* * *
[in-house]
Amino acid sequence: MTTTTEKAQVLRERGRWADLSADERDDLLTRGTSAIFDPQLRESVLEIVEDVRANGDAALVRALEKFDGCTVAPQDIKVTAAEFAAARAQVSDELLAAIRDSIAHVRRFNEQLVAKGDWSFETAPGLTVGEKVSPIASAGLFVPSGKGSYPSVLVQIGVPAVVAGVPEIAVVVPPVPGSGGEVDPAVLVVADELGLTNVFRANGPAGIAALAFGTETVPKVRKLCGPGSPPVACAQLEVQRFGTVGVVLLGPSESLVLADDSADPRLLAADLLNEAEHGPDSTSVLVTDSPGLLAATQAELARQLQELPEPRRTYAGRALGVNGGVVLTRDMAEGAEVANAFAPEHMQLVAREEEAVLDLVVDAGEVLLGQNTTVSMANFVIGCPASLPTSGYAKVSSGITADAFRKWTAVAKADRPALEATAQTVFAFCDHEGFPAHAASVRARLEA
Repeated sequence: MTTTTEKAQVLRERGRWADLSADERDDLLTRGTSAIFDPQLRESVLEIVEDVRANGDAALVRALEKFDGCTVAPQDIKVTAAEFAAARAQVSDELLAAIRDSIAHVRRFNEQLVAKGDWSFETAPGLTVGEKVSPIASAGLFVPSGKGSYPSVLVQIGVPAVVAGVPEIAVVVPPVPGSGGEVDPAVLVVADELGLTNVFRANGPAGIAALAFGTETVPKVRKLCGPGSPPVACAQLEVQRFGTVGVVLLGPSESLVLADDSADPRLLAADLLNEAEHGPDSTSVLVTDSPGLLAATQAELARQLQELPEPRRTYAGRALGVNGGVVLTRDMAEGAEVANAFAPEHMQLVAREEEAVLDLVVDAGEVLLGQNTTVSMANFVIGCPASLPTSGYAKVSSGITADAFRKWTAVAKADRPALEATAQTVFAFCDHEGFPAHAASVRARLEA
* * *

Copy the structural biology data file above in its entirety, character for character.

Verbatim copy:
[in-house]
Amino acid sequence: MTTTTEKAQVLRERGRWADLSADERDDLLTRGTSAIFDPQLRESVLEIVEDVRANGDAALVRALEKFDGCTVAPQDIKVTAAEFAAARAQVSDELLAAIRDSIAHVRRFNEQLVAKGDWSFETAPGLTVGEKVSPIASAGLFVPSGKGSYPSVLVQIGVPAVVAGVPEIAVVVPPVPGSGGEVDPAVLVVADELGLTNVFRANGPAGIAALAFGTETVPKVRKLCGPGSPPVACAQLEVQRFGTVGVVLLGPSESLVLADDSADPRLLAADLLNEAEHGPDSTSVLVTDSPGLLAATQAELARQLQELPEPRRTYAGRALGVNGGVVLTRDMAEGAEVANAFAPEHMQLVAREEEAVLDLVVDAGEVLLGQNTTVSMANFVIGCPASLPTSGYAKVSSGITADAFRKWTAVAKADRPALEATAQTVFAFCDHEGFPAHAASVRARLEA
Repeated sequence: MTTTTEKAQVLRERGRWADLSADERDDLLTRGTSAIFDPQLRESVLEIVEDVRANGDAALVRALEKFDGCTVAPQDIKVTAAEFAAARAQVSDELLAAIRDSIAHVRRFNEQLVAKGDWSFETAPGLTVGEKVSPIASAGLFVPSGKGSYPSVLVQIGVPAVVAGVPEIAVVVPPVPGSGGEVDPAVLVVADELGLTNVFRANGPAGIAALAFGTETVPKVRKLCGPGSPPVACAQLEVQRFGTVGVVLLGPSESLVLADDSADPRLLAADLLNEAEHGPDSTSVLVTDSPGLLAATQAELARQLQELPEPRRTYAGRALGVNGGVVLTRDMAEGAEVANAFAPEHMQLVAREEEAVLDLVVDAGEVLLGQNTTVSMANFVIGCPASLPTSGYAKVSSGITADAFRKWTAVAKADRPALEATAQTVFAFCDHEGFPAHAASVRARLEA